The biggest fines span every company from big tech (Google, Amazon, Meta) to e-commerce (Sephora, H&M), to British Airways, Vodafone, and more – since most types of businesses collect PII, most types of businesses must remain compliant or get fined. Again, with the introduction of GDPR, these fines are not slaps-on-the-wrist. The fine structure for GDPR and CCPA is as follows:
GDPR: Up to 4% of annual revenue of the global entity, or 20M EUR, whichever is bigger, per infraction
CCPA & CRPA: $7,500/consumer impacted (willful offenses); $2,500/consumer impacted (negligence). Note – while CRPA doesn’t increase the fines from CCPA, it does vastly broaden what constitutes an “offense”
In practice, this has resulted in fines as large as $758M (2021 – Amazon).
Recent Large Fines (GDPR & CCPA)2
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Many Regulations (and more on the way) + Large Penalties (and more on the way) = Help!
Many businesses are understandably concerned with these recent developments. As well they should be, because complying with data protection laws is not easy. It requires overhauling not only the culture of data collection itself but also a legacy IT stack that was designed to collect and use data to sell more products, not protect it or provide it to customers on-demand. Consider what needs to happen when a business receives a DSAR:
Validate that the requester (the “data subject”) is a who they say they are
Figure out which are the relevant systems in your environment where the data subject’s information resides
Pull out the information specific to the DSAR (the data subject may have specified what they want to see)
Provide the information back in a readable format
Sounds simple? Consider that the average enterprise has hundreds of SaaS applications and data spread across multiple storage formats, data warehouses and data lakes. And consider that in the course of responding to a single DSAR, you will certainly end up having to redact other parties’ PII or you may get fined anyway! Or consider that some businesses, depending on consumer footprint, may receive hundreds of DSARs per month, each with its own 30-day (or 45 for CCPA) ticking clock. Finally, consider “shadow IT,” or systems and applications that lie outside the central IT purview (perhaps something that an engineer downloaded on their laptop without permission). The complexity becomes exponential and so does the cost – dollars and man-hours pulled away from other parts of the business.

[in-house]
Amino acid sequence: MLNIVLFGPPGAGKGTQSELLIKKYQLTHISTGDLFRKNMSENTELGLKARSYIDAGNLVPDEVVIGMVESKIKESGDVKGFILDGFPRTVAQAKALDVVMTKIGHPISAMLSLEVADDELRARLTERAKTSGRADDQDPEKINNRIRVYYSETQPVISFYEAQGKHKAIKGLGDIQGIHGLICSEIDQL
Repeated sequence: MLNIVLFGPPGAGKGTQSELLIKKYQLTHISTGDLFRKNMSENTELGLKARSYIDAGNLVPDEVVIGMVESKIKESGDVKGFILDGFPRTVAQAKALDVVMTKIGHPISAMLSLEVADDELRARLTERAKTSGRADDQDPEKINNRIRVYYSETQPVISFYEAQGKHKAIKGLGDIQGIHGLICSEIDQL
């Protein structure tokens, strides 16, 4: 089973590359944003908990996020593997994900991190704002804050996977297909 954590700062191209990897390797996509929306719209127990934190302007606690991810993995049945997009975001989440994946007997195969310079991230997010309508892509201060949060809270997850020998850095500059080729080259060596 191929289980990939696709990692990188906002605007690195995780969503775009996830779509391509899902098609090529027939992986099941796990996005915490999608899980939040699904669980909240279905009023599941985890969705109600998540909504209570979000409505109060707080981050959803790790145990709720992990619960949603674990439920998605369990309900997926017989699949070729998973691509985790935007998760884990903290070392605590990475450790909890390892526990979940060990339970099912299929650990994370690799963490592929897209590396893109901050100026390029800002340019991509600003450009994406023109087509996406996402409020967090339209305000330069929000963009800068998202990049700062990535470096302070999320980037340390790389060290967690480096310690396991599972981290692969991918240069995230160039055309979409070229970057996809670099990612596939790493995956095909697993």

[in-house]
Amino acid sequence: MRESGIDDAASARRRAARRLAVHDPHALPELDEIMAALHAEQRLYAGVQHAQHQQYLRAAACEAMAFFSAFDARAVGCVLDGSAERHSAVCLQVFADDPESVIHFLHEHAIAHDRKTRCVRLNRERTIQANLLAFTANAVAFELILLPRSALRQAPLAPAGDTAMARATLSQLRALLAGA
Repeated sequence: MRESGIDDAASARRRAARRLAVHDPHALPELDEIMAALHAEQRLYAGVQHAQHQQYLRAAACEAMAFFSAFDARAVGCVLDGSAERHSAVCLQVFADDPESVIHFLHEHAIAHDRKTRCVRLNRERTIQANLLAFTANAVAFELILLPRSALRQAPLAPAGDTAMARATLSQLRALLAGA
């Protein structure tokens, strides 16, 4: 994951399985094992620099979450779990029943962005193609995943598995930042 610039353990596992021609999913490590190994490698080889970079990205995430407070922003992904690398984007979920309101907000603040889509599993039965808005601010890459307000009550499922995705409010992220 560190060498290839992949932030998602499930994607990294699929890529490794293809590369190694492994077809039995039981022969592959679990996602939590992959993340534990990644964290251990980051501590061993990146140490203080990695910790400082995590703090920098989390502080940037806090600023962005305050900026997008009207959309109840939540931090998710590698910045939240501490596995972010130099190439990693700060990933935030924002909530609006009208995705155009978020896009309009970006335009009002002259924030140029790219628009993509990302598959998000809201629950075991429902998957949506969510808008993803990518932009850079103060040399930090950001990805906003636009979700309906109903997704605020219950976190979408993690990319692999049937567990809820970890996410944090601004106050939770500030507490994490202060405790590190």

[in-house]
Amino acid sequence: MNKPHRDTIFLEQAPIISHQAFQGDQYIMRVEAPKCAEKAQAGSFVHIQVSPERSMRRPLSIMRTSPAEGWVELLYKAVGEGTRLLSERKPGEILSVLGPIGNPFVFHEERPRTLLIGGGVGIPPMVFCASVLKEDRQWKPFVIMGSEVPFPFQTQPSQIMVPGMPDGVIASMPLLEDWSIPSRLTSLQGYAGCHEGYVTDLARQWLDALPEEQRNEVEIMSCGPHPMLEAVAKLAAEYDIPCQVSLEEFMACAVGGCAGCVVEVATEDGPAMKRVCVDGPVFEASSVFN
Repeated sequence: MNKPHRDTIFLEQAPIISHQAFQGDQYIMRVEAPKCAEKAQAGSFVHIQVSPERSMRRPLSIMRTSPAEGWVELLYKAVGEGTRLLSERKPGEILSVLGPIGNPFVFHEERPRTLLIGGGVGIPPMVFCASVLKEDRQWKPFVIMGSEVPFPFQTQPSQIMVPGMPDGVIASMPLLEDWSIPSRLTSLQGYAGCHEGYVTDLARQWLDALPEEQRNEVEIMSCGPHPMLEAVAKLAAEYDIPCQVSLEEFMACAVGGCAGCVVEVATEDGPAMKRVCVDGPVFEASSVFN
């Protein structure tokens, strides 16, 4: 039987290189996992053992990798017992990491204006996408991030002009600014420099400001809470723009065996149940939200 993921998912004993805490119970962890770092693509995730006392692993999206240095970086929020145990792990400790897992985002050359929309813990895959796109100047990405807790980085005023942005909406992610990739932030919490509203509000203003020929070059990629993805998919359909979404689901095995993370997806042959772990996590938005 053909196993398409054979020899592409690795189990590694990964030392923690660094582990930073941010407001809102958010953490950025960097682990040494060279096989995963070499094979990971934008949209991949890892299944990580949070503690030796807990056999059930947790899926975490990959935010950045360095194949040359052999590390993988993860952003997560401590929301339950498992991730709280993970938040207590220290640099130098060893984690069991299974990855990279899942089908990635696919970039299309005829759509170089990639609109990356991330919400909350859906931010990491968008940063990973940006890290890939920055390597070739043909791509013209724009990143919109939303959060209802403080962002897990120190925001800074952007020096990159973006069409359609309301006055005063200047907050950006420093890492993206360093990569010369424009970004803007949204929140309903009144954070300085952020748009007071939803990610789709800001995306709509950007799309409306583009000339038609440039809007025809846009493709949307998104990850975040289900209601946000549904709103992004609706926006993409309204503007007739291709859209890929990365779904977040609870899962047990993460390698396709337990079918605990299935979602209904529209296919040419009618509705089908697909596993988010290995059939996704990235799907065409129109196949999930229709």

That is why more and more businesses are seeking help.
Announcing Our Lead Investment in DataGrail’s Series C Funding
Enter: DataGrail, the automated data privacy control center. The key innovation for DataGrail is that it removes the complexity around privacy compliance. With 1,400+ integrations, DataGrail automatically builds and updates a live data map that understands where a data subject’s PII resides across the enterprise and manages the DSAR and DSR request process. Customers like Salesforce, New Balance, The Motley Fool, and many others with large consumer footprints have found success managing their privacy programs with DataGrail. Customers come to DataGrail because they need help. They stay because they realize that DataGrail not only saves them money and time (both in terms of insurance against fines as well as the cost of responding to data requests), but it also improves their brand value. Customer trust in the way a brand handles their data will become an increasingly important competitive differentiator in an era where we have all become jaded by constant data leaks and fines (by companies not using DataGrail!).
It is for all these reasons that we are excited to lead DataGrail’s $45M Series C fundraise alongside new investors Thomson Reuters Ventures and Sixty Degree Capital and previous investors Felicis Ventures, Operator Collective, and Cloud Apps Capital. We’ve personally known the founder & CEO Daniel Barber for a few years now and have watched the company and the market grow during that time, and I couldn’t be more optimistic joining him and joining the board at this stage of their journey.